Table 2

Select theorists and theories useful for research on power in health policy and systems

Theories useful for power analysis Key constructs/brief description Core texts and examples of application
Three faces and dimensions of power, Stephen LukesInfluenced by Marx and Durkheim, Lukes claims power is exercised in three ways: (1) the power to decide, (2) the power not to decide (ie, to set the agenda and circumscribe the limits of debate), (3) the power to influence people’s wishes and thoughts.Lukes 200465
Buse and Hawkes 2014120
Reynolds 2019121
Three sources of authority, Max WeberWeber described political authority as legitimate domination, distinct from concepts of coercion and force. He defined three sources of political authority: traditional (derived from established customs and social structures), charismatic (derived from the individual leader’s characteristics) and rational-legal authority (derived from the formal rules and laws of the state).Weber 194847
Sriram et al 2018122
‘Fields,’ Pierre BourdieuBourdieu proposed the concepts of fields – social domains characterised by specific logics and norms, and peopled by actors with varying levels of power. Actors in fields use forms of capital (economic, cultural, social or symbolic) to advance their self-interest and preferences.Bourdieu 199059
Shiffman 2015123
Behague et al 2008124
Hanefeld and Walt 2015125
Biopower, Michel FoucaultFoucault’s influential concept of ‘power/knowledge’ holds that rather than being an instrument of power, knowledge is constitutive and inseparable from it. In ‘Discipline and Punish’, Foucault discusses how modern institutions and techniques of control created systems of disciplinary power. He also contrasted older forms of ‘sovereign’ power, founded on violence, with modern ‘biopower’, which influences life by administration, optimisation and regulation.Foucault 1978126
Dalglish et al 2017127
Sen et al 202014
Scott et al 2017128
Taxonomy of power, Michael Barnett and Raymond DuvallBarnett and Duvall’s framework seeks to understand how states negotiate policy processes in the international sphere. They differentiate between direct forms of power (compulsory power between actors, and structural relationships) and more diffuse forms (institutional power that favours some actors, and productive power over possession and distribution of resources).Barnett and Duval 200460
Marten 2019129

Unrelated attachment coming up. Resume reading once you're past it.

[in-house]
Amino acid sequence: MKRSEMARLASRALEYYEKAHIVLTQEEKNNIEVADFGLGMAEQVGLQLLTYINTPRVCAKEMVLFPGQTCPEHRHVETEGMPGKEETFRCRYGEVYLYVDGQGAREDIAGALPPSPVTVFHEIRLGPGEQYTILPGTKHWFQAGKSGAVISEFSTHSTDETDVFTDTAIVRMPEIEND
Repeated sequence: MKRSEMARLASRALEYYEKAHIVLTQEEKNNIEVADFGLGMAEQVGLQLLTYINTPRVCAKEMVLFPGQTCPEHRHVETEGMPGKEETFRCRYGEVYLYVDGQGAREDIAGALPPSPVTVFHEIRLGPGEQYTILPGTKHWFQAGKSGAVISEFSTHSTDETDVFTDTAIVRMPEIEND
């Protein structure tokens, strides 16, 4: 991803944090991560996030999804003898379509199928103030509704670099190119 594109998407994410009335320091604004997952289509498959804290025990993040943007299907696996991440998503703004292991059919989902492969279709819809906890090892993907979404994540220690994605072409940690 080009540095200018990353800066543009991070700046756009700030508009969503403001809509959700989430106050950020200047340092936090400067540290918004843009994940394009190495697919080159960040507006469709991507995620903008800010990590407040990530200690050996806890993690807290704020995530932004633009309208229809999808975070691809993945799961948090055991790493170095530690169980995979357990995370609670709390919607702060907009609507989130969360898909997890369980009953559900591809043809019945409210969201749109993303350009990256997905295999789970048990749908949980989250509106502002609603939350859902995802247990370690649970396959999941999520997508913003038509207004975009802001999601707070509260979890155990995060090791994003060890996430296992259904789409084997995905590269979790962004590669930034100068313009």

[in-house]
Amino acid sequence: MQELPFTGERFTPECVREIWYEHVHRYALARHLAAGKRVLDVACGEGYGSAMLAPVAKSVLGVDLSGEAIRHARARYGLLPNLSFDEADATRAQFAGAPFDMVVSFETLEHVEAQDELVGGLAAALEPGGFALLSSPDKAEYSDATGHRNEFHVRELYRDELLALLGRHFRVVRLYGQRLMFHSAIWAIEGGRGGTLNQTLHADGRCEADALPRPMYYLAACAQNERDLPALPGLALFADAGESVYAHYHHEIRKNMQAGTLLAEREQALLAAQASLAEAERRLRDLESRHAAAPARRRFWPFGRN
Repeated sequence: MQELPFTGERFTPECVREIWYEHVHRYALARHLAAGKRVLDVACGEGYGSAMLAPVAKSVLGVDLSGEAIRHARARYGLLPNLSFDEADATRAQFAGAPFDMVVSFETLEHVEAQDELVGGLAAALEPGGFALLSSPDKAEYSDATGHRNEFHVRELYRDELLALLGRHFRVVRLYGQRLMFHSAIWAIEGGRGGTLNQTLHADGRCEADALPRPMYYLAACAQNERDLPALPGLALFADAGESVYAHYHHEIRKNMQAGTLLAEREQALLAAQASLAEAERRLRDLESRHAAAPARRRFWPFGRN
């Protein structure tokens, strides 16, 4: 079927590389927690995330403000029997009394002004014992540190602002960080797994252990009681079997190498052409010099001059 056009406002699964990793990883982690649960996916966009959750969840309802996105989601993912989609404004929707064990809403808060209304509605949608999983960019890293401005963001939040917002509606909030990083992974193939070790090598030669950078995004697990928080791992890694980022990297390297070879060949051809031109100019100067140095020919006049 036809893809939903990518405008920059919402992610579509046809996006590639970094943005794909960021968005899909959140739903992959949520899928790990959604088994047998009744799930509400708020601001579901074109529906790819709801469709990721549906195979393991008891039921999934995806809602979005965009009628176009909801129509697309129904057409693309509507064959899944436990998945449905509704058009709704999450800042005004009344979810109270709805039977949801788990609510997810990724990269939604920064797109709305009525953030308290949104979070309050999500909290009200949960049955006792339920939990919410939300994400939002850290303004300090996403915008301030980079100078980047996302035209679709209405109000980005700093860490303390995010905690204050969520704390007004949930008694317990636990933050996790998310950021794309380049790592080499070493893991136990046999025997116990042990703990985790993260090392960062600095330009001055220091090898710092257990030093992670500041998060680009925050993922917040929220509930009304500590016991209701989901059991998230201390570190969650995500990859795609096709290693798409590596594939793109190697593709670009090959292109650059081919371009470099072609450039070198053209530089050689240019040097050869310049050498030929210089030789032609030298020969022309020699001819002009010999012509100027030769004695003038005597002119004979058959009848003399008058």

Moon 201922
PowerCube, John GaventaGaventa’s PowerCube presents an operational model for the analysis of power. It depicts a dynamic relationship among three aspects of power – forms of power (based on Lukes’ three faces of power) – visible, invisible and hidden power; spaces where power is exercised and claimed; and, levels of power – global, national or local.Gaventa et al 201146
Nisbett et al 2014130
McCollum et al 2018131
Expressions of power, Lisa VeneKlasen et al The four categories of power in this framework include power over (authority over others), power to (individual powers to act on something), power with (to act with others or collaborations) and power within (the ability of a person to recognise their self-knowledge, abilities or a sense of self-worth).Veneklasen and Miller 200264
McCollum et al 2018131
Cultural hegemony, Antonio GramsciGramsci focuses on the concept of cultural hegemony, by which the state and the ruling classes use ideology, rather than violence, force, or economic modalities, to control and maintain capitalist power.Gramsci 199961;
Worth 2002132
Feminist theories/dominationAlthough there are differences among various theories, feminist-informed theories broadly elevate important and previously underaddressed issues, most notably: the ways in which gender hierarchies shape health policies; what care is available; and the relationships among and between health sector employees and patients. In addition to exposing structures and manifestations of domination, feminist theories may be used as part of an approach that seeks to identify and foster empowerment and solidarity, both through research processes and results.Young 201462